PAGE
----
Samples of the nonradioative in vitro kinase assay were transferred onto polyvinylidene difluoride membranes, and then the membranes were incubated with antibodies against histone H3 (anti-H3, as control), phosphorylated histone H3 at Thr 3 (07-424; Upstate Biotechnology, Charlottesville, VA), Ser 10 (06-570; Upstate), Thr 11 (Preuss et al., 2003), Ser 28 (Goto et al., 1999), or at Thr 32 (ab4076; Abcam, Cambridge, UK).

Production of AtAurora1 Protein in Spodoptera frugiperda (Sf9) Insect Cells

The open reading frame of AtAurora1 cDNA was subcloned into the pVL1392-His plasmid (Clontech, Palo Alto, CA) in frame with the N-terminal his-tag. Sf9 cells were then transfected with the pVL1392-His-AtAurora1 plasmid using CellFECTIN (Invitrogen) according to the manufacturer's instructions. Transfected cells were tested by protein gel blot analysis for the presence of 6xHis-At-Aurora protein. The medium from these cells was used as recombinant baculoviruses stock for Sf-9 cell infection (30 mL, serum-free SF-4 medium; PromoCell, Heidelberg, Germany) for 48 h at 28°C for production of AtAurora1 protein.

In Vitro Kinase Assay

For immunoprecipitation, Sf9 cells containing baculovirus recombinant AtAurora1 were lysed in a buffer containing 50 mM Tris-HCl, pH 7.4, 150 mM NaCl, 5 mM EDTA, pH 7.6, 1% Nonidet P-40, and 1 mM phenylmethylsulfonyl fluoride. After sonication, insoluble material was removed by centrifugation at 4°C. Approximately 300 μg of protein were immunoprecipitated by incubation at 4°C overnight with 2 μg of anti-At-Aurora1/2 rabbit antibody. The immunocomplex was precipitated after incubation with protein A-Sepharose (Amersham-Pharmacia Biotech, Uppsala, Sweden) for 1 h. The beads were washed three times with the lysis buffer and twice with PBS containing 4 nM phosphatase inhibitor Calyculin (Sigma-Aldrich).

Immunoprecipitates were resuspended in a kinase assay buffer (50 mM Tris HCl, pH 7.4, 5 mM MnCl2, 10 mM MgCl2, 1 mM DTT, 5 μCi/sample ATP[32P]) and incubated for 60 min at 30°C in the presence of 4 μg of recombinant histone H3 His-tagged or 12 μg of core histone mix from calf thymus (Roche, Indianapolis, IN) together with H1 from calf thymus (Type III-S; Sigma-Aldrich). The kinase reaction was terminated by adding Laemmli sample buffer followed by boiling. Reaction mixtures were resolved by 15% SDS-PAGE, stained with Coomassie Brilliant Blue, dried, and autoradiographed.

Preparation of Isolated Nuclei/Chromosomes and Indirect Immunolabeling

Suspensions of nuclei and mitotic metaphase chromosomes of Vicia faba were prepared as described by Schubert et al. (1993). Immunostaining was performed according to Houben et al. (1999a). Briefly, to avoid nonspecific antibody binding, slides were blocked for 30 min in 4% (w/v) BSA and 0.1% Tween 20 in PBS at room temperature before two washes in PBS for 5 min each, and incubated with the primary antirecombinant AtAurora1, anti-peptide AtAurora1 antibodies, or polyclonal rabbit antibody against histone H3 phosphorylated at Ser position 10 (Upstate Biotechnology). After 12 h incubation at 4°C and washing for 15 min in PBS, the slides were incubated with corresponding secondary antibody-fluorescence conjugates. For simultaneous immunostaining with anti-α-tubulin antibody, a microtubule stabilizing buffer (50 mM Pipes, 5 mM MgSO4, and 5 mM EGTA, pH 6.9) was used instead of PBS. The anti-α-tubulin antibody (N356; Amersham) diluted 1:50 was detected after incubation with fluorescein isothiocyanate–conjugated anti-mouse antibody (Dianova, Hamburg, Germany) diluted 1:100. Fluorescence signals were observed using a microscope equipped with epifluorescence optics. The images, recorded with a cooled CCD camera, were pseudocolored and merged using the program Adobe Photoshop.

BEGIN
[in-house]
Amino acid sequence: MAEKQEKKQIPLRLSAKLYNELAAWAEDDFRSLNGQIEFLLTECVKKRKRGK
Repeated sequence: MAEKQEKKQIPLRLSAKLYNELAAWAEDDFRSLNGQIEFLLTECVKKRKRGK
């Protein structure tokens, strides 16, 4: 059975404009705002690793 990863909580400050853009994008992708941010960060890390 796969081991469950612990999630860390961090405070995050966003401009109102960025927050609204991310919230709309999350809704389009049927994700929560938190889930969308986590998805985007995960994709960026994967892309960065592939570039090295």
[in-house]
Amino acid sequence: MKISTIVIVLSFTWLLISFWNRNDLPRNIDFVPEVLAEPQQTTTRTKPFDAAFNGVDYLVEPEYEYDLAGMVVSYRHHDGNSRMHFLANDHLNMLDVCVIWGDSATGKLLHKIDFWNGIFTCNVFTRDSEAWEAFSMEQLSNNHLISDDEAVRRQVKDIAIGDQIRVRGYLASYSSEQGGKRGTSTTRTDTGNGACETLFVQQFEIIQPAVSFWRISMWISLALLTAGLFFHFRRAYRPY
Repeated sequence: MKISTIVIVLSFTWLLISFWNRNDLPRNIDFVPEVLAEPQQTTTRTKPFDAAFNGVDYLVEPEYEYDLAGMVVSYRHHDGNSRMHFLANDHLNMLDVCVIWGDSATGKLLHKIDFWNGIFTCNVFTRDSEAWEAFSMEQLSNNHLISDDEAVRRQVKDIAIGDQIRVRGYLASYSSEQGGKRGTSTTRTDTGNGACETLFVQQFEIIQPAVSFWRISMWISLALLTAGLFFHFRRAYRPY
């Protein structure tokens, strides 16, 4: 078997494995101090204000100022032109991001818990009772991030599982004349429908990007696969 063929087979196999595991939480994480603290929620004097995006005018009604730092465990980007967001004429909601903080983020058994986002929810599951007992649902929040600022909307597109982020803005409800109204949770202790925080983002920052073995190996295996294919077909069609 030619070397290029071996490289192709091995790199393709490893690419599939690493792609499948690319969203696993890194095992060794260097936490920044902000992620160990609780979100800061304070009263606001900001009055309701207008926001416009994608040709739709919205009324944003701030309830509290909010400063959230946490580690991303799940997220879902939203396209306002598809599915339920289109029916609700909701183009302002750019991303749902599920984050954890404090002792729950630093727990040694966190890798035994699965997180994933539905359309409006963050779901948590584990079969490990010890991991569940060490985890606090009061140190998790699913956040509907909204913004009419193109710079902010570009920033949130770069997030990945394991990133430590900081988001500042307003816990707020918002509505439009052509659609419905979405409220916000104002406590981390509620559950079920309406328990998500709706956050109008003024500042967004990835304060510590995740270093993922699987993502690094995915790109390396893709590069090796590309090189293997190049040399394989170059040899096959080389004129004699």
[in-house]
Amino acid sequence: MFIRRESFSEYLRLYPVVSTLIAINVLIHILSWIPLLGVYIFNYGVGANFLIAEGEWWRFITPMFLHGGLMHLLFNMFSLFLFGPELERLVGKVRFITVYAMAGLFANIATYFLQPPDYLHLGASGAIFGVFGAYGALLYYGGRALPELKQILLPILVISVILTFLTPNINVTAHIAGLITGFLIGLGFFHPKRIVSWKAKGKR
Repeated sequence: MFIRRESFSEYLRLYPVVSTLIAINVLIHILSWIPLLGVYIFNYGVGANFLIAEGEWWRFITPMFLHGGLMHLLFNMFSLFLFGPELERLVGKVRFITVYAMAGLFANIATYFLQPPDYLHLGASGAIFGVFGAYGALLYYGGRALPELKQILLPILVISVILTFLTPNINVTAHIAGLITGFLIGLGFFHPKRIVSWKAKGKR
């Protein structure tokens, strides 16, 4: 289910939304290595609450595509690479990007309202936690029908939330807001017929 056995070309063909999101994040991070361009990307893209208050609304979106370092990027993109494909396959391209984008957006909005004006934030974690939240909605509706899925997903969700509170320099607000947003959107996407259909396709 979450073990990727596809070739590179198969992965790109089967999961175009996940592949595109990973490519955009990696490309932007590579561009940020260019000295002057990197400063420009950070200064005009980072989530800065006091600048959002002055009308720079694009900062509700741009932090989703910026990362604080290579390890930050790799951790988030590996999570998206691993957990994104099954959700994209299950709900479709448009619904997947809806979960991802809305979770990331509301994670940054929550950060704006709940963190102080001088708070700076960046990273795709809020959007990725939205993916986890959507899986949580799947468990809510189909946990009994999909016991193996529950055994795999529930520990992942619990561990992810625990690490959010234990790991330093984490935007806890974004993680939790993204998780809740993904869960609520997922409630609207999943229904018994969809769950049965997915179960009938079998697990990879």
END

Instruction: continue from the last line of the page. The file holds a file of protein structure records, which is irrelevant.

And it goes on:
Phylogenetic Analyses of Aurora Kinase Domains

Fourty-one amino acid sequences of Aurora kinase-like proteins were inferred from ESTs or genomic DNA sequences from the EMBL nucleotide database. The sequences were aligned in ClustalX, and the alignment was manually justified where necessary. The analyses were restricted to the conserved catalytic domain, as particularly the sequences obtained from Chlamydomonas and Leishmania were much longer and rather diverse toward the C-terminal end compared with other eukaryotic sequences. The final alignment length of this part was 279 amino acids. The sequences were analyzed with neighbor-joining and maximum parsimony algorithms in PAUP* 4.0b10 (Swofford, 2002). Statistical support of the branches was tested with 500 bootstrap resamples (neighbor-joining) and 100,000 resamples with the fast stepwise addition algorithm (maximum parsimony). In all analyses, Leishmania was defined as the outgroup.

Sequence data from this article have been deposited with the EMBL/GenBank data libraries under accession numbers CAH69532, CAH69533, and CAH69534.

Supplementary Material

[Supplemental Data]


We thank Annegret Tewes for providing tissue cultures, Renate Manteuffel for generation of antibody, Uwe Scholz for sequence search (all Institute of Plant Genetics and Crop Plant Research, Gatersleben, Germany), Jeremy Timmis (University of Adelaide, Australia) and Ingo Schubert (Institute of Plant Genetics and Crop Plant Research, Gatersleben, Germany) for critical reading of the manuscript, and anonymous reviewers for helpful comments. The antibodies against H3 phosphorylated at Ser 28 and Thr 11 were kindly provided by M. Inagaki (Aichi Cancer Center Research Institute, Nagoya, Japan) and K.H. Scheidtmann (University of Bonn, Germany), respectively. We are grateful to Margit Hantschmann, Katrin Kumke, and Jana Thurow for excellent technical assistance. D.D. and A.H. were supported by grants of the Deutsche Forschungsgemeinschaft (Ho 1779/2-3). D.V.D. is a predoctoral fellow and D.G. is a postdoctoral fellow supported by the Fund for Scientific Research–Flanders (Belgium).


The author responsible for distribution of materials integral to the findings presented in this article in accordance with the policy described in the Instructions for Authors (www.plantcell.org) is: Andreas Houben (ed.nebelsretag-kpi@nebuoh).

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Article, publication date, and citation information can be found at www.plantcell.org/cgi/doi/10.1105/tpc.104.029710.